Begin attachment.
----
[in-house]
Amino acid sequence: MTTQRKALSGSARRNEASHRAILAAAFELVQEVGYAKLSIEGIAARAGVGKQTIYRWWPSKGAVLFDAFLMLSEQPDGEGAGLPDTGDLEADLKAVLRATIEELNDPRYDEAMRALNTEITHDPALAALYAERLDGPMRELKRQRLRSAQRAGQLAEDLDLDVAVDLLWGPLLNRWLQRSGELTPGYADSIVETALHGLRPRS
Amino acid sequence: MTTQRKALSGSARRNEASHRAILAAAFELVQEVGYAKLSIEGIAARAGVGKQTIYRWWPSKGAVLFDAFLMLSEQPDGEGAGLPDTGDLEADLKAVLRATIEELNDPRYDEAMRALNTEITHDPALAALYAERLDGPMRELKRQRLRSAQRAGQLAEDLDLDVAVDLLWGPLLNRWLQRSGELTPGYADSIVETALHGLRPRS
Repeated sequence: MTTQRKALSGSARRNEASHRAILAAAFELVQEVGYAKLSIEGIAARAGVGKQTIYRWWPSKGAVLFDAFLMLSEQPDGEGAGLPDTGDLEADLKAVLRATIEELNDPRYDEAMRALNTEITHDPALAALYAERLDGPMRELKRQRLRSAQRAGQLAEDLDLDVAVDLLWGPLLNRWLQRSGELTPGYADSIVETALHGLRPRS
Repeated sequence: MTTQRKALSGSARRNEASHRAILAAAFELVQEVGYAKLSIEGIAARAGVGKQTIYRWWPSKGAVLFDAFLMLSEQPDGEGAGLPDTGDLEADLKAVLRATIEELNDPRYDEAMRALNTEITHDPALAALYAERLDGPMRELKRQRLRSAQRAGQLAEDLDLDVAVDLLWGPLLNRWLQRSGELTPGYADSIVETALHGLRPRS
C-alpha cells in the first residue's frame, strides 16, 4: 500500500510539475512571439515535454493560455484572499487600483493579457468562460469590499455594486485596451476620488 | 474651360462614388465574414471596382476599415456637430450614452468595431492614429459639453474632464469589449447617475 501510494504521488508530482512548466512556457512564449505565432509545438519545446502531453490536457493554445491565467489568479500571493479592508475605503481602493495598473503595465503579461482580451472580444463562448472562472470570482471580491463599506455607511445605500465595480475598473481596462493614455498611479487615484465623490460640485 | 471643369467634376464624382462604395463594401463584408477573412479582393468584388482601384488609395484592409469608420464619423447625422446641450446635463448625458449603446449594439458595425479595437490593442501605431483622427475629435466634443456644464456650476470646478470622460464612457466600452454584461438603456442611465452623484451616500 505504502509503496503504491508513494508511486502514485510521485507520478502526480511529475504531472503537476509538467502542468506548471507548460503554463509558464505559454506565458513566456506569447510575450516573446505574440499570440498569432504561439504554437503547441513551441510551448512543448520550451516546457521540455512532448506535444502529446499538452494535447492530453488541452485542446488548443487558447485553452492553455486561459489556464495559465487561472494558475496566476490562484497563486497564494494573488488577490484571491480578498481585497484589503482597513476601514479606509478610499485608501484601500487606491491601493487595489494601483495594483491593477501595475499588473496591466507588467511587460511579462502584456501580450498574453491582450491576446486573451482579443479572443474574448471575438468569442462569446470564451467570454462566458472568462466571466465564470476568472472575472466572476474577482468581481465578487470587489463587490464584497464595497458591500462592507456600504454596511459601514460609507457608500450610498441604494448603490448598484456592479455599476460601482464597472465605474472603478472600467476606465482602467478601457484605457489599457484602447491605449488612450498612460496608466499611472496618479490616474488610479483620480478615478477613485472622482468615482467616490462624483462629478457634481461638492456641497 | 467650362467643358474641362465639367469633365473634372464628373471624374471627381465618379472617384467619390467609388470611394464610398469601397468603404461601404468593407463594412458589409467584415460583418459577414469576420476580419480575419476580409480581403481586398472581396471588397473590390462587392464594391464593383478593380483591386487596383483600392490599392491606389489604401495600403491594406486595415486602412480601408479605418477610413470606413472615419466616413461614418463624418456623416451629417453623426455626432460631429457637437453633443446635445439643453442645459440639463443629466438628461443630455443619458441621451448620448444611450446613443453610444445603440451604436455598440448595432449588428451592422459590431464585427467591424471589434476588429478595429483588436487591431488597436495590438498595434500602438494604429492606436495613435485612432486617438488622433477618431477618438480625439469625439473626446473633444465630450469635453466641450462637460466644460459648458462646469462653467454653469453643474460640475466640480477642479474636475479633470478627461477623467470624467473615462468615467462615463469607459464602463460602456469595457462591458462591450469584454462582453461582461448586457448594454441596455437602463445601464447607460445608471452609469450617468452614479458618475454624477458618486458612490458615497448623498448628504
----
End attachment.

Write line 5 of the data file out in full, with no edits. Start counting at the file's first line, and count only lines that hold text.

Repeated sequence: MTTQRKALSGSARRNEASHRAILAAAFELVQEVGYAKLSIEGIAARAGVGKQTIYRWWPSKGAVLFDAFLMLSEQPDGEGAGLPDTGDLEADLKAVLRATIEELNDPRYDEAMRALNTEITHDPALAALYAERLDGPMRELKRQRLRSAQRAGQLAEDLDLDVAVDLLWGPLLNRWLQRSGELTPGYADSIVETALHGLRPRS